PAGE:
The first five chakras
Chakras (pronounced shock'-ruhs, from a Sanskrit word for "wheels") are energy centers in the human body. The sense of movement, flow, is important in thinking about chakras. Life energy is meant to flow freely through us in a whirling, spiraling movement.
Understanding chakras can help in connecting physical symptoms or illnesses with a more wholistic — emotional, mental, spiritual -- understanding of the body-mind and what might need conscious attention. Each energy center is also associated with a color as well as with a basic element such as earth or water.
Though I haven’t seen other people discuss this, it seems to me that each of the first five chakras (starting at the base of our body) are also associated quite naturally with five shapes. These are the five shapes that anthropologist Angeles Arrien identified as carrying universal, cross-cultural meanings. (The five universal shapes are the square, cross, triangle, spiral and circle.)
Root (tail-bone/genital) chakra — red — earth - security, stability - SQUARE
Second (abdominal) chakra — orange — water - relationship - CROSS
Third (solar plexus) chakra — yellow — fire - ambition, power, goals - TRIANGLE
Fourth (heart) chakra — green — air - growth - SPIRAL
Fifth (throat) chakra — blue — ether - wholeness, integrity - CIRCLE
The heart chakra and the spiral shape
I recently learned that the spiral is especially associated with the heart, because blood flows through our arteries, veins and capillaries in a spiraling motion. Charles Eisenstein mentions this in chapter 12 of his book, "Sacred Economics," and I confirmed it via several articles. See, for example, "The Heart is Not a Pump" at the Rudolf Steiner Research Center. One of my major teachers, Joseph Chilton Pearce, explores the heart and its spiraling energy fields in detail in his most recent work, and I look forward to studying it.
Note too, that the spiral is the shape associated with growth. This points to the heart as the center of our overall growth as individuals. Paradoxically, our growth thus depends on our relationships. Or, as Eisenstein would put it, we are relationships. Back when I was a graduate student in psychology, I remember asserting something like this to one of my professors. It seemed like a wild idea way back then!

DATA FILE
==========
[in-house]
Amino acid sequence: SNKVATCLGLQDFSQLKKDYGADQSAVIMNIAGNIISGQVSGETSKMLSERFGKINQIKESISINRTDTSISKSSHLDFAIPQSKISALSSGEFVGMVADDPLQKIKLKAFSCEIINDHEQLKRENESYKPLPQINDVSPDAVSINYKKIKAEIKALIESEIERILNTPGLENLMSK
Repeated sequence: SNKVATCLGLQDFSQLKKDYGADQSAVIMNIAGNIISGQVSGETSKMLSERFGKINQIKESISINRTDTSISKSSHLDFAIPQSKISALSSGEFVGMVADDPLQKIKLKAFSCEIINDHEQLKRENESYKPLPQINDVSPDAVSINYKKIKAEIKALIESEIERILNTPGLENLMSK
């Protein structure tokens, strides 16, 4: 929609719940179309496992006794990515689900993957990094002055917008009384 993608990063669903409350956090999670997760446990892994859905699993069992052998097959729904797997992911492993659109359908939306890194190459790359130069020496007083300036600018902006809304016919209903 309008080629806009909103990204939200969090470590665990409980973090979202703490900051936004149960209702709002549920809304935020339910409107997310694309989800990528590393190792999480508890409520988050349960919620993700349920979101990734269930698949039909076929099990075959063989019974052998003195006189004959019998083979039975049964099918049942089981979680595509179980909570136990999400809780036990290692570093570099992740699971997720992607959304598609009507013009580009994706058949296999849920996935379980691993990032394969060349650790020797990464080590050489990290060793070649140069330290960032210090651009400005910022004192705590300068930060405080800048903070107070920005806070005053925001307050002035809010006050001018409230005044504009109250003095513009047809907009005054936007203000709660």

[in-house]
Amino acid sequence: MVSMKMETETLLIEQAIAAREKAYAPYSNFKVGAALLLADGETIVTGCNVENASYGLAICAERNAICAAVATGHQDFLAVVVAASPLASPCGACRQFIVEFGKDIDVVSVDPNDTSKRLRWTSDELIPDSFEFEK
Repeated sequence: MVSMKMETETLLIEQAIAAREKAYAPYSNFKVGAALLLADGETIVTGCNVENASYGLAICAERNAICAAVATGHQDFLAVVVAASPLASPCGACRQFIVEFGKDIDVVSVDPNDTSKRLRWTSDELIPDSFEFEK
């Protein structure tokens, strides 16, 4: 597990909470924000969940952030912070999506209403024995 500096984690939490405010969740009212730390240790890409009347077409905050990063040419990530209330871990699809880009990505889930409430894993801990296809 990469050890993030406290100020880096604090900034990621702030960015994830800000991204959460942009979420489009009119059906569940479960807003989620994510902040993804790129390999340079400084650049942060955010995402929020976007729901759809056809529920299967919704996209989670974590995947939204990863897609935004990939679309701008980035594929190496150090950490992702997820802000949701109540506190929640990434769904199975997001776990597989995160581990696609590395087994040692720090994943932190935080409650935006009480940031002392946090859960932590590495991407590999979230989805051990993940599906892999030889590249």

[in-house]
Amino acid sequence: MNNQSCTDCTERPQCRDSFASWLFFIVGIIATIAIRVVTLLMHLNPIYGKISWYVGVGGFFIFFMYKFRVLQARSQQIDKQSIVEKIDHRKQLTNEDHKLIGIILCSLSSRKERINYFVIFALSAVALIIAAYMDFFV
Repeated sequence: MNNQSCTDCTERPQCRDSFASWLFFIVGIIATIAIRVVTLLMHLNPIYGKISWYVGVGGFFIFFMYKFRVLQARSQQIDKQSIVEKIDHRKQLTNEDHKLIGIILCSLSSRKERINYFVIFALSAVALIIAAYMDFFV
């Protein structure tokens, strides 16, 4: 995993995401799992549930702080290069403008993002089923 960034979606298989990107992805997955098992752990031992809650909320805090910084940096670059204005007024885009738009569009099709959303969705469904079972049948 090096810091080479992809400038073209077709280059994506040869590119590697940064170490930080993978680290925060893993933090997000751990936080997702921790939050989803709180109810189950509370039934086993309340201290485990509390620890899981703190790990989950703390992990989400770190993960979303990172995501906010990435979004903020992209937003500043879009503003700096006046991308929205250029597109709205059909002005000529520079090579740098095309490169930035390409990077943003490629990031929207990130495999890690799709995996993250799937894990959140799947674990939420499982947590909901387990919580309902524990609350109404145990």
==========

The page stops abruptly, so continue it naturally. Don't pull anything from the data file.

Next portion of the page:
Chakras and health, healing
If you’d like to learn more about chakras, health and spirituality, I recommend medical intuitive Carolyn Myss as an excellent resource. She and C. Norman Shealy, M.D. wrote the 1988 classic on this topic, “The Creation of Health: The Emotional, Psychological, and Spiritual Responses That Promote Health and Healing.”
Since then, Carolyn Myss has written many books and made many audiobooks on spirituality, health and creativity. Many of her works deal directly with the chakras and healing. I’ve listened to quite a few of her audiobooks while painting or while on long walks, finding them illuminating and encouraging. When I want insight into a physical symptom, I often consult another of her classic books, “Anatomy of the Spirit,” which covers all seven chakras.
Ram Dass (author of the classic “Be Here Now”) offers an excellent article on chakras. His comments on Carl Jung are interesting. He associates Jung with the heart chakra, which might help explain why Jungians tend to be attracted to my art. (At least, I believe this is so, from discussions I’ve had.)
One of my favorite guided meditations also integrates chakra healing. It’s Candace Pert’s “Psychosomatic Wellness.” Isn’t that a fabulous title? Before you order this for yourself, though, listen to a sample to be sure you can hear Pert’s voice clearly. I can hear her just fine, but two of my friends just cannot make out what she’s saying. There’s something about her voice range that doesn’t work for everyone.
Chakras and Psalm 23
Mary Kretzman has written an interesting commentary on Psalm 23. Inspired by some comments by Swami Kriyananda, she created a healing visualization based on the psalm. Her commentary includes a link to a free audio version of this visualization.
Previous articles on the five universal shapes
Since it's natural to ask about the symbols that appear in some of my heart paintings, I began writing this series of short articles about them. A few of the symbols are runes -- for example, the angular S shape for "wholeness, life force." Mainly, though, I've used the five universal shapes explored so well by Angeles Arrien.
This current article on "Chakras and the Five Universal Shapes" is #4 in the series. Here are links to the three earlier articles:
Coming next: "Art and the Five Universal Shapes"
I may also add a fifth article relating the five shapes to the "five portals" used by neuro-psychologist Mario Martinez. I've already written a draft about his work and plan to get his feedback on which portal is most naturally associated with which universal shape. Of course, feel free to weigh in now with your own opinion if you know his work!